During the final stages of the 1916 Battle of the Somme, the Butte de Warlencourt was the subject of a number of costly and unsuccessful attacks by the British Fourth Army. It was never captured, only being relinquished by the Germans following their retreat to the Hindenburg Line in February 1917.
The Butte de Warlencourt earned an evil reputation and the British became somewhat obsessed with its capture long after any strategic benefits could be derived. The Butte dominated the British lines and was used by the Germans for artillery observation. The Germans also constructed deep dugouts throughout the Butte, making it a formidable defensive position.
The first attack on the Butte was made on 1 October, 1916 by the 141st Brigade of the British 47th (1/2nd London) Division following their capture of the nearby village of Eaucourt L'Abbaye. Another failed attack was made by the 140th Brigade on 7 October. The 47th Division's history described it thus:
The regiment most closely associated with the Butte de Warlencourt was the Durham Light Infantry. In November this sector was held by the British 50th (Northumbrian) Division which contained the 151st Brigade comprising, at the time, three Durham Light Infantry battalions. On 5 November the Butte was attacked by the 1/9th Durham Light Infantry, commanded by Lieutenant-Colonel Roland Boys Bradford who had just won the Victoria Cross at Eaucourt L'Abbaye. Initially the attack was successful with a foothold being gained in the German trenches however strong counter-attacks drove the Durhams out. The battalion sustained over 400 casualties.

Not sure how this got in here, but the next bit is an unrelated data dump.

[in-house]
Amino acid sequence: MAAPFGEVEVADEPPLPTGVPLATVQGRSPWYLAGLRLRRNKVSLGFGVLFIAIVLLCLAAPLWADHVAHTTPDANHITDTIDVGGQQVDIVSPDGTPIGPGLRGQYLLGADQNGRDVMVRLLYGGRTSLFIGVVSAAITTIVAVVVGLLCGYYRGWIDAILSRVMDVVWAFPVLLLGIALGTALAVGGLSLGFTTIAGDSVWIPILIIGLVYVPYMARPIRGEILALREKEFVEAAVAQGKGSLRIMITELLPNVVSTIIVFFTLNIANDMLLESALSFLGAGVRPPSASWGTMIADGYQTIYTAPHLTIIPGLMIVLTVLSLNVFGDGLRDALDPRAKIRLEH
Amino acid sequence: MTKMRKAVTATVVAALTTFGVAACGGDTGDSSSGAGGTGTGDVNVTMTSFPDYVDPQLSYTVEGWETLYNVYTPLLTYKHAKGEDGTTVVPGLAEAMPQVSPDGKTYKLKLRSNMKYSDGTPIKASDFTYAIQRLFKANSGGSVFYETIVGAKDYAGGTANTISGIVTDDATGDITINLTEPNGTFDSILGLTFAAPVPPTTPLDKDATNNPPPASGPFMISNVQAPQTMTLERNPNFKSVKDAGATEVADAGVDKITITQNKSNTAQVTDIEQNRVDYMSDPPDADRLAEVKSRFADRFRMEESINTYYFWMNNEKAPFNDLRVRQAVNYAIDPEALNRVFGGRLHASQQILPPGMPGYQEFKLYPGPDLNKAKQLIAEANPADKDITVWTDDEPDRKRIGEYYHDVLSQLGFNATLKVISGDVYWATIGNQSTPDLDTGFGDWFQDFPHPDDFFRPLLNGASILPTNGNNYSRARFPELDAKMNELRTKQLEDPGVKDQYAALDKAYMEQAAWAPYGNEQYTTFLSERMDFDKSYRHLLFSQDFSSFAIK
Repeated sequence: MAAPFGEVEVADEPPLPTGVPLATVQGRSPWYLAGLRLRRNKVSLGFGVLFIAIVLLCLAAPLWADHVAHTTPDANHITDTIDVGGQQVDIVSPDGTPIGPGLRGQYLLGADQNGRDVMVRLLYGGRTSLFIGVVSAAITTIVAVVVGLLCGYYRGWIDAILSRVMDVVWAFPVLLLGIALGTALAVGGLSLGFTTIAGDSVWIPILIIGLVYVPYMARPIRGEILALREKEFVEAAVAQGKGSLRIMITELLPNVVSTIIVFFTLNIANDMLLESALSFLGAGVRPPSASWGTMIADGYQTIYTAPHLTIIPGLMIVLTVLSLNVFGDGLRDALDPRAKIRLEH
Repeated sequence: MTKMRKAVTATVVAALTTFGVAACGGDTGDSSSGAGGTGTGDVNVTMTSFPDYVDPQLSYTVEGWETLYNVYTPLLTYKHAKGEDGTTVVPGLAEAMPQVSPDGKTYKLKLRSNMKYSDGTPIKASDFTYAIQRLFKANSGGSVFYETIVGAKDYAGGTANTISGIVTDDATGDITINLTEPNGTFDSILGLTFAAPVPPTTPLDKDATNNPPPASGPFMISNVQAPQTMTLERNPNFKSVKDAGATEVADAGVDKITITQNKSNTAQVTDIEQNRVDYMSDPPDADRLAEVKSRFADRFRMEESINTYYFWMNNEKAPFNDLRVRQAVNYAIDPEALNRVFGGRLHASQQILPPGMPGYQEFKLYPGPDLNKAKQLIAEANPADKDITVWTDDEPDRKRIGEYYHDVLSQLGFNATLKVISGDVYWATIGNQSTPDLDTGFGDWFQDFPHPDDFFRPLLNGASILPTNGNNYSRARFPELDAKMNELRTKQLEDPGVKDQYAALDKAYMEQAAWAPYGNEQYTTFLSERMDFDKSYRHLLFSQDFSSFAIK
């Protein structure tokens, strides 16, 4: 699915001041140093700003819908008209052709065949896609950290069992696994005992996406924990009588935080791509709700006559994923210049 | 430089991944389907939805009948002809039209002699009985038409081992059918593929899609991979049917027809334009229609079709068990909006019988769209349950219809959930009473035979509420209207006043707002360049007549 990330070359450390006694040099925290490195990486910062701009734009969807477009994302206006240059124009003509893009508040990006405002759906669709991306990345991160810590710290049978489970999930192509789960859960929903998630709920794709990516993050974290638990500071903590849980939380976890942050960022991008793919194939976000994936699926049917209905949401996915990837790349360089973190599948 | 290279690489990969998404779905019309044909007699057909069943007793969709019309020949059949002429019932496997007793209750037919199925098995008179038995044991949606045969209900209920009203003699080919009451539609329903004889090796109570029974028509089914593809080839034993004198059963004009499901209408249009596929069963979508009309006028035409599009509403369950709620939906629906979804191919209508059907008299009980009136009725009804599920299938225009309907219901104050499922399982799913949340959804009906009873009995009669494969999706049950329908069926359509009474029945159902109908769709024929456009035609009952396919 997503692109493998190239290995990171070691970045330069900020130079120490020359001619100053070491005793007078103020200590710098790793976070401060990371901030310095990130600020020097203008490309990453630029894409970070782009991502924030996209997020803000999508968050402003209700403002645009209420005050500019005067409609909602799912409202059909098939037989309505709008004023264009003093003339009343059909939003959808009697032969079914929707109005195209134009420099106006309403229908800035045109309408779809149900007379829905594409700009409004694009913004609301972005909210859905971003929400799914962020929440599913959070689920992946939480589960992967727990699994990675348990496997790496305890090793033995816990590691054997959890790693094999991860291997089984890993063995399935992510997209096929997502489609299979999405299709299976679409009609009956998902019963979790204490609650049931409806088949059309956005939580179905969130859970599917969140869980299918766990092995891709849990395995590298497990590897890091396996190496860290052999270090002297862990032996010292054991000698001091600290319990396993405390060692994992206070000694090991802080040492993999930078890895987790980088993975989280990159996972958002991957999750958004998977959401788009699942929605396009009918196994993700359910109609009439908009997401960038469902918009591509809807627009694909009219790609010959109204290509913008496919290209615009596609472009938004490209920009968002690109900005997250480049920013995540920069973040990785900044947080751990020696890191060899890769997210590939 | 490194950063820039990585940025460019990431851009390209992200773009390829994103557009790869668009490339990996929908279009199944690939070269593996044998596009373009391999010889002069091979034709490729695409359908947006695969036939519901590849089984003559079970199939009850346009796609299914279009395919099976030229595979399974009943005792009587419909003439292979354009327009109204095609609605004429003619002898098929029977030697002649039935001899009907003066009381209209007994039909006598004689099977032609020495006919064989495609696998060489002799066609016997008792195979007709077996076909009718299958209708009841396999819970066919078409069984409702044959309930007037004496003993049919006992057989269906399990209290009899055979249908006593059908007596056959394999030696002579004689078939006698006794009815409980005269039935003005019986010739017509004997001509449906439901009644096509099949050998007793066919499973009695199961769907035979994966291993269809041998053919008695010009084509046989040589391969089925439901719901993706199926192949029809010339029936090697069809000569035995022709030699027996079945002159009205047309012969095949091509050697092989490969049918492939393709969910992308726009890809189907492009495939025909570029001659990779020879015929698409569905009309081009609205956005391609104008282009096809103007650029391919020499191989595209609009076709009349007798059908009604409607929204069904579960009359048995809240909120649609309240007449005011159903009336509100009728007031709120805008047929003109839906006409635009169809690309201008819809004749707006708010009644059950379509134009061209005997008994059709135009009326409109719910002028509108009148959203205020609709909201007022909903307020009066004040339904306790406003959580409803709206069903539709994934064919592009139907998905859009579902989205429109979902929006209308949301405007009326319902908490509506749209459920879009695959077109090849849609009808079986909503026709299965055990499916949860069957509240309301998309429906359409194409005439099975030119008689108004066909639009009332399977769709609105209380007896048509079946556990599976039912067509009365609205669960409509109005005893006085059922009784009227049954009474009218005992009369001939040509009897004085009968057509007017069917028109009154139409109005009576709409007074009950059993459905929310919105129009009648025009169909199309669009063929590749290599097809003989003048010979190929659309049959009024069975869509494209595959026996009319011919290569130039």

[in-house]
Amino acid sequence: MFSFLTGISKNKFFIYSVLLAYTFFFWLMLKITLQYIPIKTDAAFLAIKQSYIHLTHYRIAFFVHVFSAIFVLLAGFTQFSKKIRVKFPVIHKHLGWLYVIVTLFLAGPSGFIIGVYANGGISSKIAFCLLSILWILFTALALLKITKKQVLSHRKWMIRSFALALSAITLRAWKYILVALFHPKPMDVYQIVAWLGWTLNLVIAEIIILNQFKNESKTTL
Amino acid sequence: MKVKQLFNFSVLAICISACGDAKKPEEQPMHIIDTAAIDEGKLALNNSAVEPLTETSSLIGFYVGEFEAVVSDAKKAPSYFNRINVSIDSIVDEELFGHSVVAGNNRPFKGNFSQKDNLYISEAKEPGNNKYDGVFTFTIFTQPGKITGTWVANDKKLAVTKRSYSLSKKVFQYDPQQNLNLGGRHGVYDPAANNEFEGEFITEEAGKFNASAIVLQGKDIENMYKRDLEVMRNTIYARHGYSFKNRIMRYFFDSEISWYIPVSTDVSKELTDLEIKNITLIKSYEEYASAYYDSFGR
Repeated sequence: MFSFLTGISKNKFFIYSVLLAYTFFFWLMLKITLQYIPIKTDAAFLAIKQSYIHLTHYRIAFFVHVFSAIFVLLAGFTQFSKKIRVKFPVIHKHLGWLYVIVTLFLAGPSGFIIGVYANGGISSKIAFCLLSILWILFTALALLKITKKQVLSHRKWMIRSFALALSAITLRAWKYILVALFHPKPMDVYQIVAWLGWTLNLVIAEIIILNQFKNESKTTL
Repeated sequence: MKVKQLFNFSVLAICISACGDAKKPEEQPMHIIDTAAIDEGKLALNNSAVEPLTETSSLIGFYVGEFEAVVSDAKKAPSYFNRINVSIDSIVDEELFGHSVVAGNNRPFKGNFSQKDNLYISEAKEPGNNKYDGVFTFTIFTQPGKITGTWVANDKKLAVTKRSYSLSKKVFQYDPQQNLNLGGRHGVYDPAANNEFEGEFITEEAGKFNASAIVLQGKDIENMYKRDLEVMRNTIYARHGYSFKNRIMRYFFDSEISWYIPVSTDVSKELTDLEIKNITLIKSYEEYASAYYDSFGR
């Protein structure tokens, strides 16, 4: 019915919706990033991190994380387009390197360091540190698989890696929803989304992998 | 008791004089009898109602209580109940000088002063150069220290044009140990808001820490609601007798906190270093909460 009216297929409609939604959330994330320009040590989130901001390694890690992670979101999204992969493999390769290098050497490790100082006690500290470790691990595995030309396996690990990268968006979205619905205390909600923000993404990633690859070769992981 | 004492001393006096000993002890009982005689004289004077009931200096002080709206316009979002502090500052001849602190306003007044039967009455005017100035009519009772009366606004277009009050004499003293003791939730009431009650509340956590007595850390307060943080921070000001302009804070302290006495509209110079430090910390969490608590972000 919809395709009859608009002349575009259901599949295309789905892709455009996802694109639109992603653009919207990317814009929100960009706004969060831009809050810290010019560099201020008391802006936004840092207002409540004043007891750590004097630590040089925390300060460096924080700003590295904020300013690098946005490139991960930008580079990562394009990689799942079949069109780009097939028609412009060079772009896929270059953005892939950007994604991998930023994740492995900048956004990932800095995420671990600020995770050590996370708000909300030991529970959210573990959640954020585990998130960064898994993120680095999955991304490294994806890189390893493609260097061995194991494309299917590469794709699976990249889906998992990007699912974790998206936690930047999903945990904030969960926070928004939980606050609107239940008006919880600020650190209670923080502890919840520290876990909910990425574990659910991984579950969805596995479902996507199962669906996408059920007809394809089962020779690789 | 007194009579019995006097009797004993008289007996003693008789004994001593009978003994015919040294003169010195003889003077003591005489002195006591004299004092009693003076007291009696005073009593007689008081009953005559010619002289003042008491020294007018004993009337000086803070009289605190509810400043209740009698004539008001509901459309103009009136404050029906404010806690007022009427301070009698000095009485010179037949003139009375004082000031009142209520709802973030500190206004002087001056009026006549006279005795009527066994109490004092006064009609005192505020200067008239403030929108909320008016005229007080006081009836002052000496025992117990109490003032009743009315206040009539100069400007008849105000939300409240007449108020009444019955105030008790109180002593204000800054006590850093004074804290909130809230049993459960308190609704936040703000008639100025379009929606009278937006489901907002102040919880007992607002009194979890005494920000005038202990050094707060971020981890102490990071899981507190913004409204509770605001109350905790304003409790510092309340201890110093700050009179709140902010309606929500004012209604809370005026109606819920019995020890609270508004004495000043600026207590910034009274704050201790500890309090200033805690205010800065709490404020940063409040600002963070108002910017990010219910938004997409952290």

Bradford summed up the fatal attraction of the Butte:
The land on which the Butte de Warlencourt stands was bought by the Western Front Association in 1980 and is the site of a number of memorials.